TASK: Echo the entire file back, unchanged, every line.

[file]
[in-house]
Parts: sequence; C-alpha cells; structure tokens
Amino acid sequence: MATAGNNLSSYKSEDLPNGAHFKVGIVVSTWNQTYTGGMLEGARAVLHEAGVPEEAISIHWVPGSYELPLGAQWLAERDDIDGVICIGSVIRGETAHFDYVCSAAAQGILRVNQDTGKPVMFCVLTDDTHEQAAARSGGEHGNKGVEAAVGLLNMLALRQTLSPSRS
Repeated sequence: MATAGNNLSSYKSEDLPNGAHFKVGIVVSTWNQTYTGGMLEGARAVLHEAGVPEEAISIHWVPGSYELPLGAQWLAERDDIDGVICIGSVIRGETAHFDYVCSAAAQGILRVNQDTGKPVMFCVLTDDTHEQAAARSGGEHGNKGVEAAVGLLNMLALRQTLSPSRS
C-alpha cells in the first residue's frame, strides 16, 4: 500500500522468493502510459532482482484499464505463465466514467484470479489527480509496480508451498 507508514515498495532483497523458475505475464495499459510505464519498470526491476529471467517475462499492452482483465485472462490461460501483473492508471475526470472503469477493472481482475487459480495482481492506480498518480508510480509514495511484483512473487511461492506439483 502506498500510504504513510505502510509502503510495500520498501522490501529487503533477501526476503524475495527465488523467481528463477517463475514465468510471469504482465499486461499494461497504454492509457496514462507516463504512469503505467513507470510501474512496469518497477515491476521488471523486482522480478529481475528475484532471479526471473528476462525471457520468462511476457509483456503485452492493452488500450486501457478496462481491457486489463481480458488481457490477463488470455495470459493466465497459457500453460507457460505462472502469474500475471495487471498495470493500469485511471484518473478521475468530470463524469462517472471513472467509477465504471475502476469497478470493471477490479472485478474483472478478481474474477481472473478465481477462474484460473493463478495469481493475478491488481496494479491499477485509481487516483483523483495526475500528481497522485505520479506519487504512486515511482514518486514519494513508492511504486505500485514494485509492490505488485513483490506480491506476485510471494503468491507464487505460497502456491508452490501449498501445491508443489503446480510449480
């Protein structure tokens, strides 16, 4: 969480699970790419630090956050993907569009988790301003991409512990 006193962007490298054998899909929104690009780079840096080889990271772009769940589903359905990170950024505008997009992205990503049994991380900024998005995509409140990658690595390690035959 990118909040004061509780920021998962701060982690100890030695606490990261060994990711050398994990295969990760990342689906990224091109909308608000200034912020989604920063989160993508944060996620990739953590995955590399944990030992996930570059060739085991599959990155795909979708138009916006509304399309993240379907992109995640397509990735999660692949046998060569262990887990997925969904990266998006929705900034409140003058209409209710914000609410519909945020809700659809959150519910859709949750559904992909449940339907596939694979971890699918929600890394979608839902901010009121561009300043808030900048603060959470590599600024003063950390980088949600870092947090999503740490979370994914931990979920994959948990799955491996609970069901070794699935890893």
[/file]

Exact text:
[in-house]
Parts: sequence; C-alpha cells; structure tokens
Amino acid sequence: MATAGNNLSSYKSEDLPNGAHFKVGIVVSTWNQTYTGGMLEGARAVLHEAGVPEEAISIHWVPGSYELPLGAQWLAERDDIDGVICIGSVIRGETAHFDYVCSAAAQGILRVNQDTGKPVMFCVLTDDTHEQAAARSGGEHGNKGVEAAVGLLNMLALRQTLSPSRS
Repeated sequence: MATAGNNLSSYKSEDLPNGAHFKVGIVVSTWNQTYTGGMLEGARAVLHEAGVPEEAISIHWVPGSYELPLGAQWLAERDDIDGVICIGSVIRGETAHFDYVCSAAAQGILRVNQDTGKPVMFCVLTDDTHEQAAARSGGEHGNKGVEAAVGLLNMLALRQTLSPSRS
C-alpha cells in the first residue's frame, strides 16, 4: 500500500522468493502510459532482482484499464505463465466514467484470479489527480509496480508451498 507508514515498495532483497523458475505475464495499459510505464519498470526491476529471467517475462499492452482483465485472462490461460501483473492508471475526470472503469477493472481482475487459480495482481492506480498518480508510480509514495511484483512473487511461492506439483 502506498500510504504513510505502510509502503510495500520498501522490501529487503533477501526476503524475495527465488523467481528463477517463475514465468510471469504482465499486461499494461497504454492509457496514462507516463504512469503505467513507470510501474512496469518497477515491476521488471523486482522480478529481475528475484532471479526471473528476462525471457520468462511476457509483456503485452492493452488500450486501457478496462481491457486489463481480458488481457490477463488470455495470459493466465497459457500453460507457460505462472502469474500475471495487471498495470493500469485511471484518473478521475468530470463524469462517472471513472467509477465504471475502476469497478470493471477490479472485478474483472478478481474474477481472473478465481477462474484460473493463478495469481493475478491488481496494479491499477485509481487516483483523483495526475500528481497522485505520479506519487504512486515511482514518486514519494513508492511504486505500485514494485509492490505488485513483490506480491506476485510471494503468491507464487505460497502456491508452490501449498501445491508443489503446480510449480
């Protein structure tokens, strides 16, 4: 969480699970790419630090956050993907569009988790301003991409512990 006193962007490298054998899909929104690009780079840096080889990271772009769940589903359905990170950024505008997009992205990503049994991380900024998005995509409140990658690595390690035959 990118909040004061509780920021998962701060982690100890030695606490990261060994990711050398994990295969990760990342689906990224091109909308608000200034912020989604920063989160993508944060996620990739953590995955590399944990030992996930570059060739085991599959990155795909979708138009916006509304399309993240379907992109995640397509990735999660692949046998060569262990887990997925969904990266998006929705900034409140003058209409209710914000609410519909945020809700659809959150519910859709949750559904992909449940339907596939694979971890699918929600890394979608839902901010009121561009300043808030900048603060959470590599600024003063950390980088949600870092947090999503740490979370994914931990979920994959948990799955491996609970069901070794699935890893």